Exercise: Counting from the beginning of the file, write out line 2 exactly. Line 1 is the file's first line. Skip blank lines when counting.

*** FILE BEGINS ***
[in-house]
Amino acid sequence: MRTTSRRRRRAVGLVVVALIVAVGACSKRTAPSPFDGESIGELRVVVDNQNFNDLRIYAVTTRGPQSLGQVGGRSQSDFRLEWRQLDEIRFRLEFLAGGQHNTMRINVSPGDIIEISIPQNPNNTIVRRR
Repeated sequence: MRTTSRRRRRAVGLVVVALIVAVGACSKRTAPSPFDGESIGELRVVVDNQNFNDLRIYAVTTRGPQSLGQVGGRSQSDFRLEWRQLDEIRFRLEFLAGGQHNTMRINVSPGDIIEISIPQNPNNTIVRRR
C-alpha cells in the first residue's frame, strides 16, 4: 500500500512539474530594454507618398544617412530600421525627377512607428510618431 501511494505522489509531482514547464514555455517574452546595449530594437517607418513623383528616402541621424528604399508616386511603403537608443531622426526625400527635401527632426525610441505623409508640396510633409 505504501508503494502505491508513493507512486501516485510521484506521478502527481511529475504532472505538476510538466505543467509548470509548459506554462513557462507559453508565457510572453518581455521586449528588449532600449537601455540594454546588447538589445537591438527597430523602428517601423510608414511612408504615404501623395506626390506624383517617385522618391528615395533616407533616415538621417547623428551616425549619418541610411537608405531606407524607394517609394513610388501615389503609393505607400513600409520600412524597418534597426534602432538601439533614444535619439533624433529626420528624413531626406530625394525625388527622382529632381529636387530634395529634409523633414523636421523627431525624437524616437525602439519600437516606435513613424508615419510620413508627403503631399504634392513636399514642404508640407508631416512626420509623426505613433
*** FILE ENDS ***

Amino acid sequence: MRTTSRRRRRAVGLVVVALIVAVGACSKRTAPSPFDGESIGELRVVVDNQNFNDLRIYAVTTRGPQSLGQVGGRSQSDFRLEWRQLDEIRFRLEFLAGGQHNTMRINVSPGDIIEISIPQNPNNTIVRRR